Installing underdrain system in a NFL stadium field
Underground drains are commonly used on natural and artificial turf athletic fields. Unfortunately, significant issues related to drainage systems’ performance are often overlooked in project specifications and during construction. Here are a few pitfalls you should avoid.
Trench bottom grading tolerances
Although the depth of an underground drainage ditch is usually specified in a contract, the grade tolerance for the ditch’s bottom often is not. If not properly graded, the final result can be too high or low when compared to the absolute grade. When the grade isn’t proper, the drain pipes that are laid in the ditch often must be oversized to make the ditch work properly. When a larger pipe is used because the ditch bottom grade tolerance is unspecified and therefore uneven, water will lay in low spots in the pipe. Although the pipe will still work because of the larger diameter, the owner’s costs of construction may be higher than need be (larger pipe costs more, it costs more to haul away excess soil displaced by the pipe, and more trench fill stone must be purchased).
It is much less expensive to precisely grade the bottom of underground drain trenches so that you can use smaller diameter pipes.
Backfill media for trenches
The material used to backfill underground drain trenches is very important. It is common for drawings to call for “French” drains with trenches backfilled with topsoil. Drains built this way do not work. Topsoil and most other types of soil compact with play and form a waterproof cover over and around drain pipes. The media that the trench is installed into must be considered also; most soils have a very low horizontal hydraulic conductivity (about 1” per hour or less), meaning that water simply cannot seep into the pipe from the side of the trench.
Underground drain performance is only slightly better when pipes are bedded in sand or #8 stone. Water still must get into the sand or stone from the sides of the ditch before it can get into the pipe.
The solution to these problems is to extend the sand or stone that surrounds the pipes to the surface of the field so that water can enter the ditch (and pipe) directly from the surface.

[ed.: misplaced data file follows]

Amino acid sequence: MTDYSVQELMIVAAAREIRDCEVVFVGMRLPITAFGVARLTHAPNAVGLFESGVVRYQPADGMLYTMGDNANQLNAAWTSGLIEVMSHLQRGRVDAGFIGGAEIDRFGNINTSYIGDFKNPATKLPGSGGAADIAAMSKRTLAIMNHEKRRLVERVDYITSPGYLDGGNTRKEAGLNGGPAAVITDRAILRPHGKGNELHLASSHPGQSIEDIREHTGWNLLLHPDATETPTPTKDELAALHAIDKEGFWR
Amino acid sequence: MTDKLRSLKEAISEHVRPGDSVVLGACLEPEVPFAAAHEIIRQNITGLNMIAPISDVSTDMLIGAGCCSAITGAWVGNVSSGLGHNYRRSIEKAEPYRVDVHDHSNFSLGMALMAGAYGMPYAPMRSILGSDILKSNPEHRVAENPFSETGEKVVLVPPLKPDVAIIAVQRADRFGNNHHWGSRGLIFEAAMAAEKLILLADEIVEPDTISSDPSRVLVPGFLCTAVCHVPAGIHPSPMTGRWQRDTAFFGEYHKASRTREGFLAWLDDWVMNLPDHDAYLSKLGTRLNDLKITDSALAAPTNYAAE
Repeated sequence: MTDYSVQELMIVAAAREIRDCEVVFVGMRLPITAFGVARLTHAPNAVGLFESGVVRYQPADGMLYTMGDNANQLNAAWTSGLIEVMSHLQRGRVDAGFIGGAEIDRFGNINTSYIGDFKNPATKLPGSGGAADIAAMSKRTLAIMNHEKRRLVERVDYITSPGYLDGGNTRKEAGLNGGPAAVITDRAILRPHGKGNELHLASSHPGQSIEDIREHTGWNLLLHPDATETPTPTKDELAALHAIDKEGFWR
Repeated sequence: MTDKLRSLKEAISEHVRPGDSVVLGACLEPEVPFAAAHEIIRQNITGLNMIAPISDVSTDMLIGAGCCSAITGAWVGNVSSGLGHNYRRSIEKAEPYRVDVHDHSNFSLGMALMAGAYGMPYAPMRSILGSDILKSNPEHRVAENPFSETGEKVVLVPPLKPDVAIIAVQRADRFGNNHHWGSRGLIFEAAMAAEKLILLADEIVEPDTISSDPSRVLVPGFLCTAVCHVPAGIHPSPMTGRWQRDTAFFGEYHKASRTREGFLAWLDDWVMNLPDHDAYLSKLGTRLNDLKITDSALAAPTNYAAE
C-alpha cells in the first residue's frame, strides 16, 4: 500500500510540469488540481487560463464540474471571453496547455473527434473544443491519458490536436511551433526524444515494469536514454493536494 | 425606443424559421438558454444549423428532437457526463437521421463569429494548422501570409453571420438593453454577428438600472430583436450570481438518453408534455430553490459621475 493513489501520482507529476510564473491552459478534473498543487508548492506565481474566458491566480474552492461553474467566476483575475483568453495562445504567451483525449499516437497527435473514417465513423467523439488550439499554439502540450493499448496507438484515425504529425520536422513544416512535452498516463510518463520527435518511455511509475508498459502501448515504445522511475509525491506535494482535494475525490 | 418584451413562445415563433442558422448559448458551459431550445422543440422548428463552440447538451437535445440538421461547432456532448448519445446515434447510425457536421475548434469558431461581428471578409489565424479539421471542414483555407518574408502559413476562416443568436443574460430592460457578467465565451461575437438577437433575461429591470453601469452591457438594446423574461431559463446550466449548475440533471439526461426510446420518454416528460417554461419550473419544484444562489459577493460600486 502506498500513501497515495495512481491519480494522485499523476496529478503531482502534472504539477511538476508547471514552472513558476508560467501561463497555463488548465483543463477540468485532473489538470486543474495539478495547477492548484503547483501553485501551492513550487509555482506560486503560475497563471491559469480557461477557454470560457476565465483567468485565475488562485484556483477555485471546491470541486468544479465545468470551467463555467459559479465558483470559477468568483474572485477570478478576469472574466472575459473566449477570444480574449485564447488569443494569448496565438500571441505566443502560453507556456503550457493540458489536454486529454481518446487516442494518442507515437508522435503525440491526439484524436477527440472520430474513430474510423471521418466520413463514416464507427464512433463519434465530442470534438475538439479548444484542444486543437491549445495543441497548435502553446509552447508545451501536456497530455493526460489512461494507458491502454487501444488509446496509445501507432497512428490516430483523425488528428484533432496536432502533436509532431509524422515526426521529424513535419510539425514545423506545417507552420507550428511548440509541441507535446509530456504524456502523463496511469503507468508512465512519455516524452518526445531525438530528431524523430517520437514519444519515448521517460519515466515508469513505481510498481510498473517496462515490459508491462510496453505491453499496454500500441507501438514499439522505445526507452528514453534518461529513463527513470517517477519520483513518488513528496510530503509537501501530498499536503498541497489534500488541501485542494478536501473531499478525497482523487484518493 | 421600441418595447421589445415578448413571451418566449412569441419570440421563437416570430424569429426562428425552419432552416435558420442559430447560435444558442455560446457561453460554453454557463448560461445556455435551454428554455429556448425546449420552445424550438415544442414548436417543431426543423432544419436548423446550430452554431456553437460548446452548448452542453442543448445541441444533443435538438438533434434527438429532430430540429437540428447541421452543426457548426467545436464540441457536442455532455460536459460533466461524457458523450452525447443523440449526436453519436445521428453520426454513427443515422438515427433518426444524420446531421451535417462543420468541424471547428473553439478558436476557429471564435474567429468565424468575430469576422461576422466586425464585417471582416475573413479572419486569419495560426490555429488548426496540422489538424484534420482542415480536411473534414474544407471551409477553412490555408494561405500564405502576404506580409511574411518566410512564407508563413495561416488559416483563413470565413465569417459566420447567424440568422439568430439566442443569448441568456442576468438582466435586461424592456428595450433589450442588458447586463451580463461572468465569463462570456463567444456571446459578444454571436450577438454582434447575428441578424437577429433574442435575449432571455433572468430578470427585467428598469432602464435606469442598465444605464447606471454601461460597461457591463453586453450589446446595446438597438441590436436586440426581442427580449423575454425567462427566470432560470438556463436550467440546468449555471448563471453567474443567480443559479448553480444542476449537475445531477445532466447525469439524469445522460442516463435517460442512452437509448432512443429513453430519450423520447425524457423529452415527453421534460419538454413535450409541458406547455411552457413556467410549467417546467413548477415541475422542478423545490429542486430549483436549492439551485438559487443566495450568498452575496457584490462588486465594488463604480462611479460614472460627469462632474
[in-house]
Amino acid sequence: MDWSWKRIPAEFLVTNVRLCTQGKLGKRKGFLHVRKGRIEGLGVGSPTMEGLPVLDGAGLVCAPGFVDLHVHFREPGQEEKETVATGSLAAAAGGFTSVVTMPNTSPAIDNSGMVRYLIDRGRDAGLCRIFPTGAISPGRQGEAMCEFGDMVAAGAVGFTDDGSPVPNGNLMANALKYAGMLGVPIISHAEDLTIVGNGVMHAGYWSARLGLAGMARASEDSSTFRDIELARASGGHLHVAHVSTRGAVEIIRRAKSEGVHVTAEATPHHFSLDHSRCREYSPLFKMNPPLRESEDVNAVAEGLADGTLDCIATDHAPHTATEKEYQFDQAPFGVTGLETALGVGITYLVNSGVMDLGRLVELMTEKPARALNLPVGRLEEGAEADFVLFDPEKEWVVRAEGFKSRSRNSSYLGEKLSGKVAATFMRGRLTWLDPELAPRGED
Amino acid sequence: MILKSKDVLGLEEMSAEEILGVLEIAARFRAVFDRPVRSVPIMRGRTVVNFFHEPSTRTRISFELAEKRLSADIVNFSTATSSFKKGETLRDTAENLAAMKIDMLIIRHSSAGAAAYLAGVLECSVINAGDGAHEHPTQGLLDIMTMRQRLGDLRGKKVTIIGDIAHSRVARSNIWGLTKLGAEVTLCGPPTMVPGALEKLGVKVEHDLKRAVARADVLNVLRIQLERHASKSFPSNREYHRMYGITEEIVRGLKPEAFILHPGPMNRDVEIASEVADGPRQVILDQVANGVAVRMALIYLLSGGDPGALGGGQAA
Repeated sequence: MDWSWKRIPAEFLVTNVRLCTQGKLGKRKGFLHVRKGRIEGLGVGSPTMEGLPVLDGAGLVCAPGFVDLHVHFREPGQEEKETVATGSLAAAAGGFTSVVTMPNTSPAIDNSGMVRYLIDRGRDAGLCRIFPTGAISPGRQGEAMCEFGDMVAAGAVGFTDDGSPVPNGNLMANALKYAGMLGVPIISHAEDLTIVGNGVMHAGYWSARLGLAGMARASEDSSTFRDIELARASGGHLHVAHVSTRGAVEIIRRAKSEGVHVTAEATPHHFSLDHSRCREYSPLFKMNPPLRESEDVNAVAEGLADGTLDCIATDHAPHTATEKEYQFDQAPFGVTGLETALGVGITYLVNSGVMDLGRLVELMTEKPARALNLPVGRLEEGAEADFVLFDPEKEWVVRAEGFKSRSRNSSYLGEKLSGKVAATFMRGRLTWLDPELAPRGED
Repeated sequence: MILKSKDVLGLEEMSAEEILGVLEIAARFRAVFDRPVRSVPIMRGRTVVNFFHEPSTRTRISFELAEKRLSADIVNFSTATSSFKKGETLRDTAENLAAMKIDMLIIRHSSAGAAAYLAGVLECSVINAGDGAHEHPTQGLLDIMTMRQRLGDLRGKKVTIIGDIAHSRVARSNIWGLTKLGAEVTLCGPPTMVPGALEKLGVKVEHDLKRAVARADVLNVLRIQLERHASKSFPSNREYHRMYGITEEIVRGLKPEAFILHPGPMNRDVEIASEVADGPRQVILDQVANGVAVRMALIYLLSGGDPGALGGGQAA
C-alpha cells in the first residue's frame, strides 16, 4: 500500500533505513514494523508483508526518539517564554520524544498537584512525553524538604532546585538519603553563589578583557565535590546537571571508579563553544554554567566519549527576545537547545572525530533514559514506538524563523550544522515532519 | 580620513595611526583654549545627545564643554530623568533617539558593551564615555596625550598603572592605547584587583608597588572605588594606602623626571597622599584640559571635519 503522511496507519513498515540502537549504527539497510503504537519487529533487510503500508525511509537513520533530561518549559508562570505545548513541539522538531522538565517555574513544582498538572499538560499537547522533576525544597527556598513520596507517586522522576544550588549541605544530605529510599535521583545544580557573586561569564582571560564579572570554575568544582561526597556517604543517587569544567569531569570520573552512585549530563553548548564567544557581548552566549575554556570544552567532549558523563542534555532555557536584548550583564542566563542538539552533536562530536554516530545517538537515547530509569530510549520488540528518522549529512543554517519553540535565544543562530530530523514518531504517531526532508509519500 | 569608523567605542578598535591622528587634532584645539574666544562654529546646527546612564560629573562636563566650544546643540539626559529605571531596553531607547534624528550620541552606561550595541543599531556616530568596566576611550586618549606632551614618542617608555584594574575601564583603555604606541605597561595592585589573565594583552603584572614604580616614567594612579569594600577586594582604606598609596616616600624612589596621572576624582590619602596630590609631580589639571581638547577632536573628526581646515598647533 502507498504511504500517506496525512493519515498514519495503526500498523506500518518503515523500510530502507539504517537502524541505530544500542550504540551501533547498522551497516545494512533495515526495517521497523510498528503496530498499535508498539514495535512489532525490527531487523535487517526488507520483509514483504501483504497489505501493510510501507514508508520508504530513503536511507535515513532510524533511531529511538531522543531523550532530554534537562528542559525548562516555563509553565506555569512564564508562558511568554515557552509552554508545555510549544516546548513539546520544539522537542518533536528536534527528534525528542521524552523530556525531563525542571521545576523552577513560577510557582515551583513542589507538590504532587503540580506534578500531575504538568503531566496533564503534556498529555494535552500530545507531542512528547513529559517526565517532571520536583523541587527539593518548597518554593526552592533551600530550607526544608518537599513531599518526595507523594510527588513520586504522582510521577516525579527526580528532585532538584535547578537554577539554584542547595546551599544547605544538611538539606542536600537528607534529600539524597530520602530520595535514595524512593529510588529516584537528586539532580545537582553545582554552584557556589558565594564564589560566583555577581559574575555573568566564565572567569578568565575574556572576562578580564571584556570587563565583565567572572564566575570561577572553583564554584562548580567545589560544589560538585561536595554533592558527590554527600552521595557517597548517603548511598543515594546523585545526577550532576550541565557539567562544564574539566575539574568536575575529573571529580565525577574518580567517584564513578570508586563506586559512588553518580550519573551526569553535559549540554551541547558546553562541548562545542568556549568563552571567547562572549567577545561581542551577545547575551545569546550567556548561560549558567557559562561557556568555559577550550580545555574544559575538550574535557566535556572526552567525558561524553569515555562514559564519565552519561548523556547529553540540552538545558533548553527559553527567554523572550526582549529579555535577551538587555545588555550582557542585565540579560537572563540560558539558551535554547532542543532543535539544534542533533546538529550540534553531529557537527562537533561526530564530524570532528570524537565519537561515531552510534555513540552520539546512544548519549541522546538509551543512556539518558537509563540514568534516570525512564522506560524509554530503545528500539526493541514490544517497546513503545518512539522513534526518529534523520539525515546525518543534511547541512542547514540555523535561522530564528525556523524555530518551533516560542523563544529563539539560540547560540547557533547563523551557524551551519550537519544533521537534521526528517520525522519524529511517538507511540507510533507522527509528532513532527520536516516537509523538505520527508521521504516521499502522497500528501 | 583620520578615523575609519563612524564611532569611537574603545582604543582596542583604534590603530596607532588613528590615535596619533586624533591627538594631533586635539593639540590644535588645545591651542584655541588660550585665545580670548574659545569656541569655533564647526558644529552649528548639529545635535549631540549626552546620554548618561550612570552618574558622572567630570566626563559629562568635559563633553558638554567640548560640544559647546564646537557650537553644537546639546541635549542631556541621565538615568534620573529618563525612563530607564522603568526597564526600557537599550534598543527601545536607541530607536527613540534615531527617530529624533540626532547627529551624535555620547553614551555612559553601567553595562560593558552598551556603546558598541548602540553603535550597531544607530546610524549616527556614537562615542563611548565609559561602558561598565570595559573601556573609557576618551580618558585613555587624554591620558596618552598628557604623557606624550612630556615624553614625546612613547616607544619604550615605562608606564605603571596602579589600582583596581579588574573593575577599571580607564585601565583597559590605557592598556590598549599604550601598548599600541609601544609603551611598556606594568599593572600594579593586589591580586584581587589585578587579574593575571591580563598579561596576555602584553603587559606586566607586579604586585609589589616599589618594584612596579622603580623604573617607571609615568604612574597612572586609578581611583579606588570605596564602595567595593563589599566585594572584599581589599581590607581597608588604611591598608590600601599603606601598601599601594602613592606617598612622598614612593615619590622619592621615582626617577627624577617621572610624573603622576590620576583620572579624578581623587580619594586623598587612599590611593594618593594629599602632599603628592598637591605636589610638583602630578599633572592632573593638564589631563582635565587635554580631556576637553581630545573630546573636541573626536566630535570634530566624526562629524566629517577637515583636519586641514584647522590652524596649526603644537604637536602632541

As with most things, maintenance is required to keep underground drains working properly.
Sand or stone (usually sand) that extends to a field’s surface will become clogged with soil and other contaminants over time – remember, it is a filter! Clogging often happens 5-8 years after installation.
The beauty of using sand is that we can easily change the filter. Typically we use a sod cutter to remove the top 2” of grass and sand directly above the drain trench (and its pipe) and then put down new sand and grass (seed, or sod that is clean).
It is also a good idea to flush drain pipes periodically to prevent them from clogging. We install 45-degree fittings at the end of each pipe, mark them with big nails so that they can be found with a metal detector to make flushing easier.
If you are planning to build an athletic field with underground drains, please heed this advice and be more deliberate with your project’s specifications. These ideas will help your drains work well and will lower the costs of construction and maintenance.
Everyone wants to build a good field the first time.
I like the idea to flush out your drains regularly to prevent any potential clogging. I definitely think that we should have some grates installed over the trenches in order to prevent debris as well. I can definitely see why you would want to avoid any form of backup in your drainage system because it could lead to water damage.